Home Multilaterals IMF IMF Approves New Two-Year USD50 Billion Flexible Credit Line For Mexico

IMF Approves New Two-Year USD50 Billion Flexible Credit Line For Mexico

IMF Approves New Two-Year USD50 Billion Flexible Credit Line For Mexico

NEW YORK — The International Monetary Fund approved today a new two-year flexible credit line of USD50 billion for Mexico that the country will use as “precautionary”, the multilateral lender announced in a public statement.

The flexible credit line is Mexico’s ninth FCL arrangement, after the IMF approved the first one on April 17, 2009. 

Mexico’s economy remains exposed to external risks, including from renewed waves of the COVID-19 pandemic, as well as international financial volatility arising from inflation expectations in advance economies and faster-than-expected normalization of their monetary policies, said Geoffrey Okamoto, First Deputy Managing Director and Acting Chair of the IMF.

“The new arrangement under the Flexible Credit Line will continue to play an important role in supporting the authorities’ macroeconomic strategy by providing insurance against tail risks and bolstering market confidence,” Okamoto said in the statement.

The Mexican economy is rebounding from its deepest recession in decades, spurred by strong U.S. growth and rising vaccination rates, the IMF said. Mexico’s GDP contracted 8.3% in 2020 under the heavy burden imposed by the COVID-19 pandemic on its manufacturing industry.

Flexible Credit Lines

Mexico’s first FLC with the IMF was renewed on March 25, 2010, and extended in January 10, 2011 and then in November 30, 2012. After two year, the country signed a new agreement on November 26, 2014 that was renewed on May 27, 2016 and then in November 29, 2017. Before today the most recent FLC was signed November 22, 2019, the IMF said.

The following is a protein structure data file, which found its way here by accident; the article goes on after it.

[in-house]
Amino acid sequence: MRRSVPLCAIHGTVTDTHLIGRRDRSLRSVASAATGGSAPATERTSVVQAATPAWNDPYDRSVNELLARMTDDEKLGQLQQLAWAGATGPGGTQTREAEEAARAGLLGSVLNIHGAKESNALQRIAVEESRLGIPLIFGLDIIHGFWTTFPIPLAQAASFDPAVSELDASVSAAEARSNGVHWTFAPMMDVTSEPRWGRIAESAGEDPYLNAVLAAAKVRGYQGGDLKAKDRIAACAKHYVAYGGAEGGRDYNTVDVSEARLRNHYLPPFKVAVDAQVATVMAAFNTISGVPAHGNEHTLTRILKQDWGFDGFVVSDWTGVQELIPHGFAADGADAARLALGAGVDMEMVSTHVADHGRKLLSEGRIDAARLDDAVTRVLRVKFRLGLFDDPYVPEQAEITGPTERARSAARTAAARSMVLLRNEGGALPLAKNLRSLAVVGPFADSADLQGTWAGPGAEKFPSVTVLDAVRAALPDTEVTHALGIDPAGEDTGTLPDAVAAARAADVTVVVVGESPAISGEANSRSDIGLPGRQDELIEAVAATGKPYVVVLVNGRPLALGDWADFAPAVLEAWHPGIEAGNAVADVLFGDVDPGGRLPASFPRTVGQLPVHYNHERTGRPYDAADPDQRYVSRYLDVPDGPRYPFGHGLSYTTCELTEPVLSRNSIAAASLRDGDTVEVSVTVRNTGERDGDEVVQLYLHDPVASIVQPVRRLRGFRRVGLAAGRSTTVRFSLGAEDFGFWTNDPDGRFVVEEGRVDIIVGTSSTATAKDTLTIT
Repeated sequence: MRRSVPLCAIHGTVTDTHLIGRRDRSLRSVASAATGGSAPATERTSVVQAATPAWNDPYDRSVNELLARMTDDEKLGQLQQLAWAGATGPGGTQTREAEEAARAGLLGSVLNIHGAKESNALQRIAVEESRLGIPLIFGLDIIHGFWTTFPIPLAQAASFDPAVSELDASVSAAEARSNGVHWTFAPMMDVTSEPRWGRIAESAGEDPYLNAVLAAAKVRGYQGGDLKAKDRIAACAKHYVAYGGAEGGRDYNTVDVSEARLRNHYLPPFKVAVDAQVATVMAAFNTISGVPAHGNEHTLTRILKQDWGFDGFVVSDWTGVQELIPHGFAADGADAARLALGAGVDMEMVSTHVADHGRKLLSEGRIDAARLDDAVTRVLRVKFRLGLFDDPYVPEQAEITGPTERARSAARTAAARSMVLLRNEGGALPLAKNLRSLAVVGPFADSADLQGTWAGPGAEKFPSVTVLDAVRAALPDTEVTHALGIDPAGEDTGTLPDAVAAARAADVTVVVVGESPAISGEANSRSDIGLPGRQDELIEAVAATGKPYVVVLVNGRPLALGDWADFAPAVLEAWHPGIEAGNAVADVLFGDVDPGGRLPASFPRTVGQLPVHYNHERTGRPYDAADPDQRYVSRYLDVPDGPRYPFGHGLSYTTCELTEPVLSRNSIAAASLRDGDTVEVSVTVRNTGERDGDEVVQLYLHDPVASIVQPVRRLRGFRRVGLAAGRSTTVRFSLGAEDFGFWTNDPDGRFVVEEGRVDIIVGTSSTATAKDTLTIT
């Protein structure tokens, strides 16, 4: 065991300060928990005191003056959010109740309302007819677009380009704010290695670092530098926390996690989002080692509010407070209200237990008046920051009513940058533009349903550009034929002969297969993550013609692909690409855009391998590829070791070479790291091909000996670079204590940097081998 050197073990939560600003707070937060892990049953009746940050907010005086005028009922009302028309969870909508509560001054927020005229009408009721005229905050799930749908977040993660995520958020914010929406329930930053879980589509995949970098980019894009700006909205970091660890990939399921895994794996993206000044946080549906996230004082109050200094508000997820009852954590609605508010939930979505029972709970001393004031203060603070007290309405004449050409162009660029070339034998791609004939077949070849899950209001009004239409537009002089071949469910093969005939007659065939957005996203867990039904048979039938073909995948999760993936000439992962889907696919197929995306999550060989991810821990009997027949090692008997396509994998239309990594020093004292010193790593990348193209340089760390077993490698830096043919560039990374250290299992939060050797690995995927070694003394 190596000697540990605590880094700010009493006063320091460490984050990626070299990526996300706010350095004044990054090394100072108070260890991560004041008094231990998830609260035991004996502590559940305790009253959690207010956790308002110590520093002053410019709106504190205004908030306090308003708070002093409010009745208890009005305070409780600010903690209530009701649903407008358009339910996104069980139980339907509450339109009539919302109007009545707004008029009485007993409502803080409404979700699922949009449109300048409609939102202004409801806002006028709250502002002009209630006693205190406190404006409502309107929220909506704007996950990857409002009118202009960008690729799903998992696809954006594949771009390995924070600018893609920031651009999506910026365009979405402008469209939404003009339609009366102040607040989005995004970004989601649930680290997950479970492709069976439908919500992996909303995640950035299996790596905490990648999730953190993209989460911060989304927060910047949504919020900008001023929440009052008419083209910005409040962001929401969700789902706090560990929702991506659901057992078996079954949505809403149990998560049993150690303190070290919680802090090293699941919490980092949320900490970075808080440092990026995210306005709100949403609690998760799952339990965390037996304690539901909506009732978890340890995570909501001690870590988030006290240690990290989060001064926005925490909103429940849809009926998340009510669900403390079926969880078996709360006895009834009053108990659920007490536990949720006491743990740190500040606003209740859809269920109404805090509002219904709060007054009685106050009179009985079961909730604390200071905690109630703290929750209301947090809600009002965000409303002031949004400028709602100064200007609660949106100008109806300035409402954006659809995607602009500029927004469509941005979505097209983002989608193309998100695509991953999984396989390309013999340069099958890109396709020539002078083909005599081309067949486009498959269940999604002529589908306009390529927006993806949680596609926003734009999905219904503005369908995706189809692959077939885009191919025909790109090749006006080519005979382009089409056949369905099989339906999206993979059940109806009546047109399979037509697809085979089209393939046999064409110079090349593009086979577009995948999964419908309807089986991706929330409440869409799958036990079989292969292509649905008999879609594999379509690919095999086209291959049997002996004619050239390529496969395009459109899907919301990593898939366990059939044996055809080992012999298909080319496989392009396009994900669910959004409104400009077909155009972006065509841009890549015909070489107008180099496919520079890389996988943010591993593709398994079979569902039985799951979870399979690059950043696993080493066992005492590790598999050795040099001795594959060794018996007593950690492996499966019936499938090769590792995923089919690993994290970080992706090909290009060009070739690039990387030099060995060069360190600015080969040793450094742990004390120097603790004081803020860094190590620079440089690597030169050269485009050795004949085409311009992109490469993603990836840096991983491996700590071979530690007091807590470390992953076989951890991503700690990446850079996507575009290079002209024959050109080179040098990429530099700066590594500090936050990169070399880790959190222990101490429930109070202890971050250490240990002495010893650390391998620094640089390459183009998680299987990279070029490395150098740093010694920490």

Mexico has been gradually reducing access under its FCL arrangements. The arrangement approved on November 29, 2017 was for an original access of ~USD86 billion, which at the request of the Mexican authorities, was reduced to USD74 billion on November 26, 2018. The arrangement approved on November 22, 2019 was for a FCL of ~USD61 billion, the IMF said.

The Mexican authorities stated their intention to request a further reduction in access at the mid-term review next year, according to the statement.

Goldman Sachs forecast the nation’s gross domestic product will recover this year, expecting a 5.7% expansion, but a growth of only 2.5% in 2022 due to rising rates, softer U.S. demand and “overall difficult business and regulatory environment,” the investment bank said in a report to investors published November 9.


Please enter your comment!
Please enter your name here